Yarden Chardonnay 1We purchased this wine as part of an offer of “futures” from the Golan Heights Winery. Therefore, it was purchased on the basis of trust that this winery would produce a quality product worth the price. So far, we have done this only twice in the past and not been disappointed. This wine was purchased along with Yarden Syrah, Merlot, and Cabernet Sauvignon. The other purchase of wine “futures” was from another high quality, well managed, and trusted winery located in the Judean Hills, Castel Winery. Both of these wine producers are our favorites for consistently high quality wines.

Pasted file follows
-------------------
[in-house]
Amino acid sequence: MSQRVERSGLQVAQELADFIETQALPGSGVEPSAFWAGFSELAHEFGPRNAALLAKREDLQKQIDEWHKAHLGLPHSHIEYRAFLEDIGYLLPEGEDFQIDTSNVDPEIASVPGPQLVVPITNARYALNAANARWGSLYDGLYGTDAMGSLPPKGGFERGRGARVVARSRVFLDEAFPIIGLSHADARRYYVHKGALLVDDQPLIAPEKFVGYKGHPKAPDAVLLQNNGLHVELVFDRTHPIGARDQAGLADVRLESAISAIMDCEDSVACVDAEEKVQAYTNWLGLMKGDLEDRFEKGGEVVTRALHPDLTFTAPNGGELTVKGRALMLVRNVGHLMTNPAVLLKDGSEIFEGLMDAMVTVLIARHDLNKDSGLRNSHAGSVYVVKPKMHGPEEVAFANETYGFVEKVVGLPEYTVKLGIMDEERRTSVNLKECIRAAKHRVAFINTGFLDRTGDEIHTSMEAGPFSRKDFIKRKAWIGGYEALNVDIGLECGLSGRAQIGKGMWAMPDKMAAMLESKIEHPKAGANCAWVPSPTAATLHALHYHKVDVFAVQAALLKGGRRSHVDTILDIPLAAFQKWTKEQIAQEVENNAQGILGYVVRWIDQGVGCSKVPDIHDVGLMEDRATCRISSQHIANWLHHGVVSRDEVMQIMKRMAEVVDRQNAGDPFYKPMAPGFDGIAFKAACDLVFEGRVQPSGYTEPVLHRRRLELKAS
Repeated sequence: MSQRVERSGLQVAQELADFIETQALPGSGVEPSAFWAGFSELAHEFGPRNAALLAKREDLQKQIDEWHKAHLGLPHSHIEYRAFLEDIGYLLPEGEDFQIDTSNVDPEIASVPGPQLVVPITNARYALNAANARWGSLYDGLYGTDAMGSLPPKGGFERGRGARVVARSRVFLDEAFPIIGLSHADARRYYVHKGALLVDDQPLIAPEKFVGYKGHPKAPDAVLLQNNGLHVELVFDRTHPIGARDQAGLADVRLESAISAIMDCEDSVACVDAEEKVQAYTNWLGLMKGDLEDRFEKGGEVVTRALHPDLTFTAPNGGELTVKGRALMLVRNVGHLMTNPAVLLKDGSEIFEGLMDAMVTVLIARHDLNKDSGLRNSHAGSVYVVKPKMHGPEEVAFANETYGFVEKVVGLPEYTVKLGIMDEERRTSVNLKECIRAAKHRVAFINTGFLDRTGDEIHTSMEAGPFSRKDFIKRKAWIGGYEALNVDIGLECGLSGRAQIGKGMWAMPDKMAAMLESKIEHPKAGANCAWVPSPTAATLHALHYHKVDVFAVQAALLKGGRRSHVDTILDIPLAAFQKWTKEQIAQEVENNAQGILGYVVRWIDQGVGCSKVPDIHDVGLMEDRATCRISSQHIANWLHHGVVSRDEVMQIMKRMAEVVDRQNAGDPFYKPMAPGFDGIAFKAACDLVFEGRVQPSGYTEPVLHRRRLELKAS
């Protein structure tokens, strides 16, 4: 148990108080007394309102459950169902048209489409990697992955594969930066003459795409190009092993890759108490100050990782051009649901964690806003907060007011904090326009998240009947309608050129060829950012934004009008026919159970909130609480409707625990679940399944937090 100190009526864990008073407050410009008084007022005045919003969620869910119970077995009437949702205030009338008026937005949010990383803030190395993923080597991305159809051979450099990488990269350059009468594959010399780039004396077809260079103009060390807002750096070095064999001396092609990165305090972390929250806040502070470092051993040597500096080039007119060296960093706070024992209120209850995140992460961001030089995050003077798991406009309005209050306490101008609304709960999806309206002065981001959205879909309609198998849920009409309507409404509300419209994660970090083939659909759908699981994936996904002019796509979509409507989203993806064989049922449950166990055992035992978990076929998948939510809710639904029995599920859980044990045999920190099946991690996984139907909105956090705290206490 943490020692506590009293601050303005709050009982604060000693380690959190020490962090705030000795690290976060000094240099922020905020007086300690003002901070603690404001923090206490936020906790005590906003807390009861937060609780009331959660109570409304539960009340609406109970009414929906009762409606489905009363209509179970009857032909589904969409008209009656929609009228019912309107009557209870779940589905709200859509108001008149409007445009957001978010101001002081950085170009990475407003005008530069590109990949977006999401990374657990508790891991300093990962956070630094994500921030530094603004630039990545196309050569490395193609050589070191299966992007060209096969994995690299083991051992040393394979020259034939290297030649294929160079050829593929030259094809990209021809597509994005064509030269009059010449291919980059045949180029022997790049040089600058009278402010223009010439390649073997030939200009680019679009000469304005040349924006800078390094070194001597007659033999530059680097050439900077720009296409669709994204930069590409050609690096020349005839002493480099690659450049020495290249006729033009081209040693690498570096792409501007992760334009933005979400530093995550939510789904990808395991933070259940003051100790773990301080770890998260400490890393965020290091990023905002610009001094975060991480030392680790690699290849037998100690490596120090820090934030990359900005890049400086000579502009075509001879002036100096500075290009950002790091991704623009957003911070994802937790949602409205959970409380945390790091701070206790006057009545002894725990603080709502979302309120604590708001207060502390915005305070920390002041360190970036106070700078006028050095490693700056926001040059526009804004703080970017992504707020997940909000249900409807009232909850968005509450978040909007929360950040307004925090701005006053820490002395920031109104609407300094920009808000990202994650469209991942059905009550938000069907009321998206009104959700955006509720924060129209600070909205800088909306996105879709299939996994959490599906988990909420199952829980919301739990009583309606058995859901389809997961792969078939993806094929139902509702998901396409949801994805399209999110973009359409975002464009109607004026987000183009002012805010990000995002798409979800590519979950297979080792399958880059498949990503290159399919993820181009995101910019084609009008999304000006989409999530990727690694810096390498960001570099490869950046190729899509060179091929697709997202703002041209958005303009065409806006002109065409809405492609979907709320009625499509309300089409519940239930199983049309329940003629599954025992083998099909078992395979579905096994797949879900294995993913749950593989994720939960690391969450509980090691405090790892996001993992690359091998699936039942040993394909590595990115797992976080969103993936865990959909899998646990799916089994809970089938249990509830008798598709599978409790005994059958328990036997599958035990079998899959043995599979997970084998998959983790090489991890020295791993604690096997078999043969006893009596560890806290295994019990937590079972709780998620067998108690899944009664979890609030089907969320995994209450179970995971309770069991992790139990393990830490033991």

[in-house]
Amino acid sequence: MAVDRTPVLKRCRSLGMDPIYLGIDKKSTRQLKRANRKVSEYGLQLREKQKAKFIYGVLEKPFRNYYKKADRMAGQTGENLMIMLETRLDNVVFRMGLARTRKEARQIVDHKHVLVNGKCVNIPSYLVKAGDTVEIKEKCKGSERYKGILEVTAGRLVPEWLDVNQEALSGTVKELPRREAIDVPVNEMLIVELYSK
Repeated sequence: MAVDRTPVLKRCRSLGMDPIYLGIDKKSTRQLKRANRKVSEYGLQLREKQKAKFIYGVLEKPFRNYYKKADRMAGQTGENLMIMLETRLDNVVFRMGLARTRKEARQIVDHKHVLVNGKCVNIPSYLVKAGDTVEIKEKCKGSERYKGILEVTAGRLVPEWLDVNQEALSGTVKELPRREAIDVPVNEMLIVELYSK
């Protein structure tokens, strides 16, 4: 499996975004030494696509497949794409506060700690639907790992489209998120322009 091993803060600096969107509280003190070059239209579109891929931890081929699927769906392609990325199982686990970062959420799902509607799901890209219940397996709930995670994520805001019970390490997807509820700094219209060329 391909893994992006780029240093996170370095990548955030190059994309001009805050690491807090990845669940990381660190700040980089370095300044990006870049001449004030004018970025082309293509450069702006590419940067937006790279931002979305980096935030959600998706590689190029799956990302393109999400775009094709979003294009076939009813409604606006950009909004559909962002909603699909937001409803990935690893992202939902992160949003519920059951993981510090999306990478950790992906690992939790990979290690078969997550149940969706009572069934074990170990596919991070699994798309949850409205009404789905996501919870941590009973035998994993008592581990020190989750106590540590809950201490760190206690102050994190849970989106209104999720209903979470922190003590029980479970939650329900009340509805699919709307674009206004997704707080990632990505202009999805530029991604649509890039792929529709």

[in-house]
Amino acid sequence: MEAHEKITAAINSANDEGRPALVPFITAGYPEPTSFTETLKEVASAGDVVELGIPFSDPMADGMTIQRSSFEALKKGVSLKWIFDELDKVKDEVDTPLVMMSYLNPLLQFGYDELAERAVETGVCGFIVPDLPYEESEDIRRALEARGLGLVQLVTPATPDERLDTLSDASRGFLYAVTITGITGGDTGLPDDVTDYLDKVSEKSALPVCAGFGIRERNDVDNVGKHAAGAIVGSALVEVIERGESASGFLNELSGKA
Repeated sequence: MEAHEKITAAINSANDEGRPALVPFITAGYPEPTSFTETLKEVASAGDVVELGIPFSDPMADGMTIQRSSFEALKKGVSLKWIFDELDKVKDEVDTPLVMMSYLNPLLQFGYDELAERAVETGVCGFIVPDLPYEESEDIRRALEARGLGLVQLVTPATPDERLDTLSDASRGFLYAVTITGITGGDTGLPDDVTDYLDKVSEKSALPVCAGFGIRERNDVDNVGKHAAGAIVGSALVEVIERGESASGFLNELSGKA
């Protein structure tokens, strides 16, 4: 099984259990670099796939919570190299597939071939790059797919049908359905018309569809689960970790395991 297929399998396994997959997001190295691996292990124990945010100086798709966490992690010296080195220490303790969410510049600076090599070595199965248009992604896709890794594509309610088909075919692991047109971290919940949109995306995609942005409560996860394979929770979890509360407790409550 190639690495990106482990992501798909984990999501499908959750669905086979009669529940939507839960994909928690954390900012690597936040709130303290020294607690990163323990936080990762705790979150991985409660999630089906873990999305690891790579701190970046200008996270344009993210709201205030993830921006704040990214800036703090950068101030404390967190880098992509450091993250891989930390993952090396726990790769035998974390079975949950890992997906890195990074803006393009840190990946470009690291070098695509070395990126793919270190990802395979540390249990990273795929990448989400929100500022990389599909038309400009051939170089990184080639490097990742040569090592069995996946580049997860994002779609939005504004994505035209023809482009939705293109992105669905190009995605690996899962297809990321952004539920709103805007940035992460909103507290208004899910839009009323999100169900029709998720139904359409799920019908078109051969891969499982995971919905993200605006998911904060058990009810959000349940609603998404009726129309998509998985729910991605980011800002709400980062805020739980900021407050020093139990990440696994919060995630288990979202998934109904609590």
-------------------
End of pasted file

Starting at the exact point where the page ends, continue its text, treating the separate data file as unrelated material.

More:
Yarden’s Chardonnay grapes are grown on the northern Golan Heights at elevations above Northern Golan Heights900 meters, or 3,000 feet. The 2011 grape growing season was the coolest and wettest since 1997, with 30% more than the average annual rainfall. The rains in Israel fall from November through April of the following year, and, interestingly enough, the annual amounts are recorded for this season and not for a calendar year. Sometimes, the spring brings rains and sun as the grape vines leaf out, causing an overgrowth of vegetation that shades out the grapes, delaying their maturation. This 2011 vintage brought a chilly spring, preventing excess vine growth that could have resulted from the wet soils. Also, harvest began about two weeks late, well into October, and resulting in over 25% of the fruit still not harvested by the end of the month. As is described in the Yarden website, “after waiting out the rains of early November, we brought in the remainder of the fruit by mid-month, literally minutes before a six-day rain system hit.” Sometimes excess yields of fruit cause a decrease in the quality of the wine, but this year brought average yields of high quality grapes, producing a quality wine. This wine was aged “sur lies” for nine months in new French oak barrels. Ahhhhh, herein lies one aspect of the art of oenology, using various techniques to influence the flavors. This particular technique involves aging the wine on its lees, or exposing the aging wine to dead yeast cells and other grape solids including the skin and the seeds. The process adds many compounds, each of which has its effect. Polysaccharides enhance fruitiness and give mouth-feel that conveys the perception of heaviness and weight, sometimes described as “creaminess”. Amino acids boost flavor and aroma, particularly on the finish of the wine, and they interact with oak. Not only do they sweeten up the raw woodiness of oak, they also modify some of the wood esters, mellowing them.